winner and long shots out of the hunt. The weather
wa cloudy and the track faat. Summary:
Pirn Race Three-quarters of a mil Bob Xaaoh,
103 (L. Smith). 4 to 1. won; Downright, 6 (R. King),
IS to 1, second: Mover, 104) (W. Taylor), Stol,
third. Time, 1:16.
Second luce Five-eighths of a mile Ocle Brooks,
106 (Mason), 6 to 3, won: i. K. Clin, 106 (Niion),
8 to 1, second; Burn Ventura. 9S (Frost), 8 lo 1,
third. Time, 1 :(2.
Third Bare One mil and a sixteenth Cogmoosie.
108 (Mason). S to 6, won; Beau Idoal, 106 (Rose), 11
to 1. second; Henry Lnunt, 114 (Gleasoni, even,
third. Time. 1:46.
Fourth Race Five-eighths of mile Springwella,
101 (Maaonl, 6 to 1, won; Cheeeemlte. 10 (J. Gard
ner). 12 Pi 1. second; Wreath, 108 iHhcrland), 6 to 6,
third. Time, 1:02)4.
Sfth Raoo Thrwe-quartera of a mile Mldlo. 87 (L,
ihi. 6 to 2, won: Ferryman, 110 (Flint), 8 to 1,
second; Prima, 100 (H. wilaon). 8 to 1 third. Tim.
sixth Race Steeplechase, short course Parson,
158 (Pierce), 8 to 5. won; Brother Bob, loO (Moileyl,
11 to 6, second; Little Bramble, 183 iC. Johnson), 20
to 1, third. Time, 3:40.
Winner at Harlem.
Cdicaoo, Aug. 34. Boney Boy, son of the famous
mud horse Butzen. won the La Orange Htakca at
Harlem to-day, worth 81,130 to tho winner. The
gelding ran away two mile thla morning. Thu track
was heavy, bnt the weather waa clear. Summary :
First lUcc Six furlongs CoreaUs, 01 (Knight), 8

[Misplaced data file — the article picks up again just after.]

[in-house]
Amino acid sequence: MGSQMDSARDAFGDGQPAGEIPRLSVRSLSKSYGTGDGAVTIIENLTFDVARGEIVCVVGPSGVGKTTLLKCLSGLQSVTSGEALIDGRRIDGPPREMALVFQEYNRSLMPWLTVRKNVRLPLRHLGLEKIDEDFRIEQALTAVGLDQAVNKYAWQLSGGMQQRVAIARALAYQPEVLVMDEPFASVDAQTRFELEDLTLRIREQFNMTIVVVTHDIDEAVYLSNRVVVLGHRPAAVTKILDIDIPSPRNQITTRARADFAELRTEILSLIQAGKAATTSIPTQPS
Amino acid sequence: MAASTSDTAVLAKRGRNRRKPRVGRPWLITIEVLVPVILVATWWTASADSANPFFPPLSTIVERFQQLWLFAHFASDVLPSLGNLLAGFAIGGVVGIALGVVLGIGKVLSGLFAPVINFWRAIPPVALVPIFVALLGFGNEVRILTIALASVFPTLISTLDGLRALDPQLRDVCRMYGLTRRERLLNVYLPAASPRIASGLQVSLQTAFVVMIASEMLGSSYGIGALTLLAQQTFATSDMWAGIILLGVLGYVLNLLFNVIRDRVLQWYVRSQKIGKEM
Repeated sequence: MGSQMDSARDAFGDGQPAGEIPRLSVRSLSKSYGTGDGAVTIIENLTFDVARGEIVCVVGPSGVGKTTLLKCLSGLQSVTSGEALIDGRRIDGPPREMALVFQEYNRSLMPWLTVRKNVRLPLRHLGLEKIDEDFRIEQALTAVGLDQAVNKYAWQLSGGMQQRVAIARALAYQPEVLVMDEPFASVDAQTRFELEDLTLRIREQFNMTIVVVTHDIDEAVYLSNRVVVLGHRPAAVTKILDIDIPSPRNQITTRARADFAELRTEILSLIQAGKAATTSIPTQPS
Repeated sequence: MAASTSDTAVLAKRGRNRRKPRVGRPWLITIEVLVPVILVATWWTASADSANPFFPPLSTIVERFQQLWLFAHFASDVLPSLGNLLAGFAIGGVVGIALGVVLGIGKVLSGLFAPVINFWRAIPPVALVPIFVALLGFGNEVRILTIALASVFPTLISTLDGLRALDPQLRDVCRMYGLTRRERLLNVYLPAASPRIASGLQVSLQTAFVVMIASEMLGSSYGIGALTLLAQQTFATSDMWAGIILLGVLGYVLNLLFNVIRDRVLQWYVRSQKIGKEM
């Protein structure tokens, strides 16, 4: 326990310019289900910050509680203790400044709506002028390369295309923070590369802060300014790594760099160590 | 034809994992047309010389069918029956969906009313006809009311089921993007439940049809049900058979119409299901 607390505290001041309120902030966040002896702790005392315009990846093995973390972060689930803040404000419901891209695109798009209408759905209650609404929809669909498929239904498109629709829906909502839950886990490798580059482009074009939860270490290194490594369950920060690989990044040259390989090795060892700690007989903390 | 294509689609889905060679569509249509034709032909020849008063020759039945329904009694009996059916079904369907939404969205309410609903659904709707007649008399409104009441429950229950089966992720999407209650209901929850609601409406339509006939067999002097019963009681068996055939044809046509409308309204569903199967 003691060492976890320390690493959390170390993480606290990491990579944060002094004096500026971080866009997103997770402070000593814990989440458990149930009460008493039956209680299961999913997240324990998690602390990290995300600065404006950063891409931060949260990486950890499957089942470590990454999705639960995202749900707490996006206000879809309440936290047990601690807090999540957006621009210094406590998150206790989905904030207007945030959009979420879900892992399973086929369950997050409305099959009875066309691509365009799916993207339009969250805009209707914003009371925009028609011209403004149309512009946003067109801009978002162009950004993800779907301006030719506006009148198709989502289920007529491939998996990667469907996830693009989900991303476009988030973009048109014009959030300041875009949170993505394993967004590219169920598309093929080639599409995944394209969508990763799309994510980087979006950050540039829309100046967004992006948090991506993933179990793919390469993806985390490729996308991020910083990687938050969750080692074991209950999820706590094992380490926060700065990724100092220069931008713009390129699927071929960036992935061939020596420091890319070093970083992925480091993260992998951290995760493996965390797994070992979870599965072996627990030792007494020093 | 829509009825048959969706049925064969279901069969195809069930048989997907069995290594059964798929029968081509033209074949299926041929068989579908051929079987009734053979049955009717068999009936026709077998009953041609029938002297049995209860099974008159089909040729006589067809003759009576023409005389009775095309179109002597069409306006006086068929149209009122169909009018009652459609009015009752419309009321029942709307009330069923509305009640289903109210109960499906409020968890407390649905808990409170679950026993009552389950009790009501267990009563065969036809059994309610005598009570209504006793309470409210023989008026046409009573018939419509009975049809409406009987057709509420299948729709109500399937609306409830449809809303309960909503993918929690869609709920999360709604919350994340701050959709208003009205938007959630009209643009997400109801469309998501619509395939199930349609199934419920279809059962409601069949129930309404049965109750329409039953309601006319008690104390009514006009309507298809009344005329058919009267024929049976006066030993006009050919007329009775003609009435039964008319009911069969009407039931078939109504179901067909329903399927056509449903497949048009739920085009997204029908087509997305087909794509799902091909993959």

to 6, won; Warren Point, 107 (Rnlter), 4 to 1, aecnndi
Moroni, vx iHolderi). 1 2 to 1 , third. Time. 1 :2DU.
Second Race On nille Kll.lad. 102 illoldelll. 3 to
1, won; Branch, 03 (IU.se), 10 to 1, second: LI -i
Cavalier, Pit (Shepherd), 3 to 1, third. Time, 1 :4li.
Third Race La Grange Btakea; alx furlongs Boney
Boy, 11:1 (Rose), 8 to 6, won; Conace. U.1 (MrNlcklei,
Stol. aecoud: Mr. Johnson. 08 (J. Relffj, 2M to 1,
third. Time. l:lli.
Fourth Race Five furlongs Hardy Pardee, loo
(Alert, h to c, won; Queen of Mag. 10a iVanduaen),
to 6, second: or Ivea, 102 l.McMckle), 26 to 1,
third. Time, l:0i)H.
Fifth Race Six furlongs-King Bermuda. 08
(Roe). 8 to l.won: 0org H. Ketrham, ion (Rutteri,
11 ton, s-Kond; Primate, 105 iThnriiei. 2 to 1, third.
Time, 1:101,
sixth Race One mile and twenty yards Hosl. 01
(Rose). 2W to l,won; Cutter. Rn ilteilf), H to 6, seconds
Roger !.. 100 (Thorpe). 4 to 1. third, lime, 1 :".:i.
Entries for th Newport Horse Show.
Nf.wtoht. Aug. 24. The entries for the New
port horse show closed lost night, there being
1'J'J in the saddle harness class, fifty-two in the
hlgh-steDpiug class and twenty-nix heavy
weight high steppers. In the women's harness
horse elnsss there are nine entries in singles
and throe In palm. In all making the largest ag
gregation of nlgh-elaH horse evernhown.
The juiiiit iug-cur cIiush will include thu ear of
Arthur T. Kemp. F. H. Prince, t'ornellus Van
derbilt. Jr.. Slisa Helen llenedlct. Thomn
Hlteheoek. Jr.. Mrs. O. P. F.iistl and Harry
Pnynrt Whitney, the largest number overseen
together in this country. There are also twenty
tandems and seventeen four-lu-hands entered.
Kdgar Murphy and Capt. Money Divide la
the West End llitndlrnp.
liOKO Bbancw, N. J., Aug. 24. Tho West End
Handicap this afternoon brought out the larg
est numberof wing shots seen at i'.l k wood Park
since tho llnish of tho ( irainl American llainll
cap last March. There wore a dozen contest
ants, and all finished but Kugene Vnn Behafck.
W. T. Payne. Dr. (jagnon. and 0. F. Francis. It